I remember seeing “Our Sons” with Ann-Margaret and Julie Andrews years old but I had forgotten its Arkansas link. I watched it again today and I am still amazed at the beauty of the film.
Audrey Grant (Julie Andrews) is a rich socialite whose is asked by her gay son (Hugh Grant) to go to Fayetteville, Arkansas to find Luanne Barnes, his lover’s mother (Ann-Margaret). It seems that her son is dying of AIDS and he (Zeljko Ivansh) wants to see his mother before he dies. The four characters of this movie go through a myriad of emotions. Andrews has to accept the fact that her own son is gay and that his lover is dying and is forced into boding with a stranger who did not know her son was gay. Once she found out she wants nothing to do with him and does not seem to really care that her son is dying. There s also the clash of social clashes as Ann-Margaret comes across as an uneducated country bumpkin who resents an upper class woman intruding on her life. The exchanges between the two men are also very moving.
None of us know when AIDS will strike and hopefully none of us will ever have to face that situation. But every man s entitled to two things—a fond farewell and a proper burial. And this is what we see in “Our Sons”. We feel, throughout the entire movie, a need for tenderness, love and tolerance. The movie is a lament to the more than 100.000 people who had already fallen victim to AIDS by 1991 when the movie was made for TV. It cuts through differences of opinion and it ends on a beautiful uplifting, albeit, sad note.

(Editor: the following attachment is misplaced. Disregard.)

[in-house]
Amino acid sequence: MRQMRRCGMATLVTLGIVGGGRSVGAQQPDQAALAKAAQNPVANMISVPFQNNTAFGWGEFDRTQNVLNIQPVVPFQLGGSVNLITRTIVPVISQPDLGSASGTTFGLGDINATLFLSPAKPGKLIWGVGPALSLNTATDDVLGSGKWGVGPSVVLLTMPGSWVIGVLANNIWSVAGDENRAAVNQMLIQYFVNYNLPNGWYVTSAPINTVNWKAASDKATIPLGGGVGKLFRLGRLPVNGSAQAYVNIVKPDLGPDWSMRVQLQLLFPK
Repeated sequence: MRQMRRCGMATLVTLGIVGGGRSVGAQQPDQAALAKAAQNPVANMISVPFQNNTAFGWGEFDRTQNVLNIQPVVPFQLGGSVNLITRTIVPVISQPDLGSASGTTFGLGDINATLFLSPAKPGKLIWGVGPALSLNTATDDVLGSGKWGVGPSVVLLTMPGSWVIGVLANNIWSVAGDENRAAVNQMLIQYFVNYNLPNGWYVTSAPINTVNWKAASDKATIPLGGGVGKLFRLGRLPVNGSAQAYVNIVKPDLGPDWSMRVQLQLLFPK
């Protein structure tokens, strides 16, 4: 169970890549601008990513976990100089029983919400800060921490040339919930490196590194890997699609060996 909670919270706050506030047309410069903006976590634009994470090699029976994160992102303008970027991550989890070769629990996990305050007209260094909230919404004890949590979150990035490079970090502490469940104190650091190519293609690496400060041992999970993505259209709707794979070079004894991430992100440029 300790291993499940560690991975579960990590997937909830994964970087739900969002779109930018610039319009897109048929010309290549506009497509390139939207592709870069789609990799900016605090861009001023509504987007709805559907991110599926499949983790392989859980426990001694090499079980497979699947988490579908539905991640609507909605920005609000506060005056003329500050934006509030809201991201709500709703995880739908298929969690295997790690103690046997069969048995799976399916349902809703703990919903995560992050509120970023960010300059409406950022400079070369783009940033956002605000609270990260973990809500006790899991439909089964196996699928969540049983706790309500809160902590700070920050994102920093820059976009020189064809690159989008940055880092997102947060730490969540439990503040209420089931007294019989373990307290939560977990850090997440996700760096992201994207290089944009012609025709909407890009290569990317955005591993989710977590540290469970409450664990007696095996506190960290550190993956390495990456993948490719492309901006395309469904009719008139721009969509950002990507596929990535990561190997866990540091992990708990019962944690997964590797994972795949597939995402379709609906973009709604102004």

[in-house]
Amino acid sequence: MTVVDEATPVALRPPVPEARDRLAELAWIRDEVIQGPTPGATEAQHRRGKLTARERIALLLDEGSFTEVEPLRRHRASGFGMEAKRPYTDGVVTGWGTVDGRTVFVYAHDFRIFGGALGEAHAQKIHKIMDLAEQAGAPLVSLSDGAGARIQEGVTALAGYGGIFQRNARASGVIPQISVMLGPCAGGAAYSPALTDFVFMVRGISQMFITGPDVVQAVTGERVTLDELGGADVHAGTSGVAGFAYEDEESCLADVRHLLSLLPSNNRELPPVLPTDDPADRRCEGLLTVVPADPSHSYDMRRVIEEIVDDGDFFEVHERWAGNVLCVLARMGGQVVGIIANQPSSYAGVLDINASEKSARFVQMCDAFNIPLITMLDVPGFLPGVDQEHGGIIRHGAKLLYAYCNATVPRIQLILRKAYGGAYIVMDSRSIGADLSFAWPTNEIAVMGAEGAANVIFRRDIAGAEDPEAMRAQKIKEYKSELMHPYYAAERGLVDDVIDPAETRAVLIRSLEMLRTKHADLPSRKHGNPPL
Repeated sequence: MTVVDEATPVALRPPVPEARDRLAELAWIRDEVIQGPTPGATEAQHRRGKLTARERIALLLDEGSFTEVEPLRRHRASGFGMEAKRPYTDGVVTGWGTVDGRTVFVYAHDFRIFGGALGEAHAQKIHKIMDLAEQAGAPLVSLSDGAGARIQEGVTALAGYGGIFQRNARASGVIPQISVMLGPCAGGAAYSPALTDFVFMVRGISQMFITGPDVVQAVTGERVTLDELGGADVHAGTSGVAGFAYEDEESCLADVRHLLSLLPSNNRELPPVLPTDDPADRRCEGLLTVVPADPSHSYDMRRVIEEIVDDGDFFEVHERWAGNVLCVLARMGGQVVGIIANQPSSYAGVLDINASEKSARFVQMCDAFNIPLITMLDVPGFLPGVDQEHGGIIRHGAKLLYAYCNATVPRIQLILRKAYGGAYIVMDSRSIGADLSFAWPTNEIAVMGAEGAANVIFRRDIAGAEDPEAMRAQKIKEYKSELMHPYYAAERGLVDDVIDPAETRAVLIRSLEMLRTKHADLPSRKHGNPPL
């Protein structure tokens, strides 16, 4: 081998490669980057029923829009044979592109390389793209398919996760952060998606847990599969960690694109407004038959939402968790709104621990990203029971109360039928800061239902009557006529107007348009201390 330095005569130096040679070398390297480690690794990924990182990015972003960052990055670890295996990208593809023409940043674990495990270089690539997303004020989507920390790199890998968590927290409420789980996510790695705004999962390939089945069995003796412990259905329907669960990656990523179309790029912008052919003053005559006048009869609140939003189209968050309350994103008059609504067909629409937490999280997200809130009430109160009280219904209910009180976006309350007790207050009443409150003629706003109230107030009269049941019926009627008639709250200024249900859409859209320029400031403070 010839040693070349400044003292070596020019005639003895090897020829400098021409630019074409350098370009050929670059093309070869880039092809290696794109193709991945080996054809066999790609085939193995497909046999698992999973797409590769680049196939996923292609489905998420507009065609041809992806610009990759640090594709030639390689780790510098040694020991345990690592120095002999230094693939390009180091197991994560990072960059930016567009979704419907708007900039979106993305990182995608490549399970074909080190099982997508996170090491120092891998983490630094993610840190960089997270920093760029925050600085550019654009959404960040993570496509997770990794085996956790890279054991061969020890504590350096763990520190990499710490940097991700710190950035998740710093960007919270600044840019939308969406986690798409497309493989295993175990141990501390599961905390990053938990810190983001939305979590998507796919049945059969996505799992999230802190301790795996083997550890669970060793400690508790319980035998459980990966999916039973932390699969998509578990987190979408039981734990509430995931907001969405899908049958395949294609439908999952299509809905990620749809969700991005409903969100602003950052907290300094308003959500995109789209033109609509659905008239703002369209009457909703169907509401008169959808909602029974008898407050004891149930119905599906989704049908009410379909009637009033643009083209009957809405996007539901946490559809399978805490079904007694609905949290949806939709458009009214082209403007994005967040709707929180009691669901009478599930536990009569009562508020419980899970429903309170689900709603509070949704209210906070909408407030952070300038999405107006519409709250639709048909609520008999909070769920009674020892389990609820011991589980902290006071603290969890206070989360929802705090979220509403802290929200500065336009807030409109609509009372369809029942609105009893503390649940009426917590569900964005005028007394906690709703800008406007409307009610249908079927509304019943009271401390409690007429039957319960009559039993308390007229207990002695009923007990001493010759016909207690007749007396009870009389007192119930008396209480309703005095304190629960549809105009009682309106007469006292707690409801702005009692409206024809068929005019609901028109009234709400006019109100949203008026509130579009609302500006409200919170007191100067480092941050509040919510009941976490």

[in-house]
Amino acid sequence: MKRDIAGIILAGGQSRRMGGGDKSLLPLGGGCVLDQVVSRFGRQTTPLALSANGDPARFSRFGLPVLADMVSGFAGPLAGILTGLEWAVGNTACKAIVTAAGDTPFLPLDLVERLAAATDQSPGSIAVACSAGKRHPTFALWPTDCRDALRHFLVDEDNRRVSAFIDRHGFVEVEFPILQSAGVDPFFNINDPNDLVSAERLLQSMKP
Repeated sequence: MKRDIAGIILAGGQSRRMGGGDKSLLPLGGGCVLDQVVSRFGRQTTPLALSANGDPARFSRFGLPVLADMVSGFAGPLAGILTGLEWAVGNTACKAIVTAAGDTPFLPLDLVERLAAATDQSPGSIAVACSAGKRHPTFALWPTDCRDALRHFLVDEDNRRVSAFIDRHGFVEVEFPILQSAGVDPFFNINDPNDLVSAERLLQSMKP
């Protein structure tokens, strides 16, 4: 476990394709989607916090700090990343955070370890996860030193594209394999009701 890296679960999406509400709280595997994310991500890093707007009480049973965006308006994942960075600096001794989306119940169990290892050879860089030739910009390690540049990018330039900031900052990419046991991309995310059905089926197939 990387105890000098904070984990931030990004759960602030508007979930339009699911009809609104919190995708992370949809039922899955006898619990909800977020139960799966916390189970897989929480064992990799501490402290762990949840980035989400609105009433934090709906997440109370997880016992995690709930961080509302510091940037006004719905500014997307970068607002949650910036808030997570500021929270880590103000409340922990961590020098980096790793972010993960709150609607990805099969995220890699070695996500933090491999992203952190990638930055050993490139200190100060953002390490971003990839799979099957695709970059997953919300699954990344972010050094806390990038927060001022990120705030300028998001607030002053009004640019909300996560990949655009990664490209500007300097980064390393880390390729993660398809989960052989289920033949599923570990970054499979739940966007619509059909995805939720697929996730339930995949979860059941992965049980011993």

When the son asks his mother to travel to Arkansas, he knows she will face a battle. The person she will have to go to see is repulsed by her son and the two women wage a war with strong feelings about their sons. Julie Andrews shows brilliance as the mother who had distanced herself from her son because she does not want to admit that he is gay and that his lover is dying. Ann-Margaret is not known for playing a mother but she also puts in a beautiful performance. When the two actresses go at each other, we see two of the most powerful female performances ever.
Ivansh as the dying son is a study in the humiliation that every parent is afraid of. He knows how his mother feels about him and he wrestles with himself about the prospect of a reunion. He is outstanding as the dying man and he deserves our sympathy. I felt that when he dies, a part of me went with him. His performance is subtle and beautiful. Hugh Grant is adequate but the others act circles around him.
“Our Sons” is a powerful and striking film. It is wonderfully moving and beautifully photographed and acted.